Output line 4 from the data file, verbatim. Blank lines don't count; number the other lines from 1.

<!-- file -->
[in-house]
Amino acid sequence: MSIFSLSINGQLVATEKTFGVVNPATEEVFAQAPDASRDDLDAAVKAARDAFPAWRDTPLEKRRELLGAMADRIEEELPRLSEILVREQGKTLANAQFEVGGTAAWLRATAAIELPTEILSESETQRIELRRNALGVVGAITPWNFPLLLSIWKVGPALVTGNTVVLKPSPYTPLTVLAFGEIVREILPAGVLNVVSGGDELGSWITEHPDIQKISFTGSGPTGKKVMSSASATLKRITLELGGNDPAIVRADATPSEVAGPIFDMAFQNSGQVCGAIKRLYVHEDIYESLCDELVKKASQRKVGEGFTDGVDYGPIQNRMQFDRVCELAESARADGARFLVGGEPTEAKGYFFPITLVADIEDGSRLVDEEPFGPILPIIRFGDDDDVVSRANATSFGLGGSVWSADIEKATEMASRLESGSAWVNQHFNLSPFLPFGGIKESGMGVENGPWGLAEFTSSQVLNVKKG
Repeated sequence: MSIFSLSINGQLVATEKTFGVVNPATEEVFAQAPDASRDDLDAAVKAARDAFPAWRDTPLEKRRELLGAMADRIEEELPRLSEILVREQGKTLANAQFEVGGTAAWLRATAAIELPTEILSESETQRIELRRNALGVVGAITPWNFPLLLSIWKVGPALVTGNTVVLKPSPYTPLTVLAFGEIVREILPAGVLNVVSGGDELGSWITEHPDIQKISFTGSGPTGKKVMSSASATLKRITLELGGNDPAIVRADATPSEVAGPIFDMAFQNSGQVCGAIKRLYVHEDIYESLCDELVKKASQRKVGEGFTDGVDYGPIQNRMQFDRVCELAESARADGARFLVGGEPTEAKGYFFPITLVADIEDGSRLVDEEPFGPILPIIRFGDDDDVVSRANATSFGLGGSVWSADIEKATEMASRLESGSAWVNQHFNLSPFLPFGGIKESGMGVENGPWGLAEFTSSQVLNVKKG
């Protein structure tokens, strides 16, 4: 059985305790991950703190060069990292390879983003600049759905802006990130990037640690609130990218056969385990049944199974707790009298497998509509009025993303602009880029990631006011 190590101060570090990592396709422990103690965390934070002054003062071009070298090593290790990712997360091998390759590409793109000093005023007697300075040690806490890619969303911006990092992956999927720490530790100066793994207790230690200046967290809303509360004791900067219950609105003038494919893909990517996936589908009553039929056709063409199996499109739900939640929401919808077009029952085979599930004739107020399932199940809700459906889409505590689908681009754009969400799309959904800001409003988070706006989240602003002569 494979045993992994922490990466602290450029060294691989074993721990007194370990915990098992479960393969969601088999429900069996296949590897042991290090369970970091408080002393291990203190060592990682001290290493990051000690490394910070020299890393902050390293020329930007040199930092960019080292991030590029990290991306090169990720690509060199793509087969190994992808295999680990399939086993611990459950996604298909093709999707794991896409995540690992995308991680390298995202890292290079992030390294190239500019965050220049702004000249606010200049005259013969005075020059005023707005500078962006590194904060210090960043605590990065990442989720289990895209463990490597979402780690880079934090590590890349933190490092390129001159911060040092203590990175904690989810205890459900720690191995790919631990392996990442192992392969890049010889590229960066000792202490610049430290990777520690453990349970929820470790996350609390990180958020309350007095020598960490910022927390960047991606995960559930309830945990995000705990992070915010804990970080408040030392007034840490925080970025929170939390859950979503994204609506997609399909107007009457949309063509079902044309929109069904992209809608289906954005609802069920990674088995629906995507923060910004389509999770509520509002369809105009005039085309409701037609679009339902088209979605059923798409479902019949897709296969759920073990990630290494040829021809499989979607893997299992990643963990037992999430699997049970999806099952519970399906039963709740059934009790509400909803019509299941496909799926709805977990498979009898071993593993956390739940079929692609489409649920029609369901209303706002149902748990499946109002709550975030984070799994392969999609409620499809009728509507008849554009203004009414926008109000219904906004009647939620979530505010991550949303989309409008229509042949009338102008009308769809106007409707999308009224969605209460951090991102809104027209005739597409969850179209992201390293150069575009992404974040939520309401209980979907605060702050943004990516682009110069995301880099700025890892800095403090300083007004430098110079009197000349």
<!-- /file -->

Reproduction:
């Protein structure tokens, strides 16, 4: 059985305790991950703190060069990292390879983003600049759905802006990130990037640690609130990218056969385990049944199974707790009298497998509509009025993303602009880029990631006011 190590101060570090990592396709422990103690965390934070002054003062071009070298090593290790990712997360091998390759590409793109000093005023007697300075040690806490890619969303911006990092992956999927720490530790100066793994207790230690200046967290809303509360004791900067219950609105003038494919893909990517996936589908009553039929056709063409199996499109739900939640929401919808077009029952085979599930004739107020399932199940809700459906889409505590689908681009754009969400799309959904800001409003988070706006989240602003002569 494979045993992994922490990466602290450029060294691989074993721990007194370990915990098992479960393969969601088999429900069996296949590897042991290090369970970091408080002393291990203190060592990682001290290493990051000690490394910070020299890393902050390293020329930007040199930092960019080292991030590029990290991306090169990720690509060199793509087969190994992808295999680990399939086993611990459950996604298909093709999707794991896409995540690992995308991680390298995202890292290079992030390294190239500019965050220049702004000249606010200049005259013969005075020059005023707005500078962006590194904060210090960043605590990065990442989720289990895209463990490597979402780690880079934090590590890349933190490092390129001159911060040092203590990175904690989810205890459900720690191995790919631990392996990442192992392969890049010889590229960066000792202490610049430290990777520690453990349970929820470790996350609390990180958020309350007095020598960490910022927390960047991606995960559930309830945990995000705990992070915010804990970080408040030392007034840490925080970025929170939390859950979503994204609506997609399909107007009457949309063509079902044309929109069904992209809608289906954005609802069920990674088995629906995507923060910004389509999770509520509002369809105009005039085309409701037609679009339902088209979605059923798409479902019949897709296969759920073990990630290494040829021809499989979607893997299992990643963990037992999430699997049970999806099952519970399906039963709740059934009790509400909803019509299941496909799926709805977990498979009898071993593993956390739940079929692609489409649920029609369901209303706002149902748990499946109002709550975030984070799994392969999609409620499809009728509507008849554009203004009414926008109000219904906004009647939620979530505010991550949303989309409008229509042949009338102008009308769809106007409707999308009224969605209460951090991102809104027209005739597409969850179209992201390293150069575009992404974040939520309401209980979907605060702050943004990516682009110069995301880099700025890892800095403090300083007004430098110079009197000349």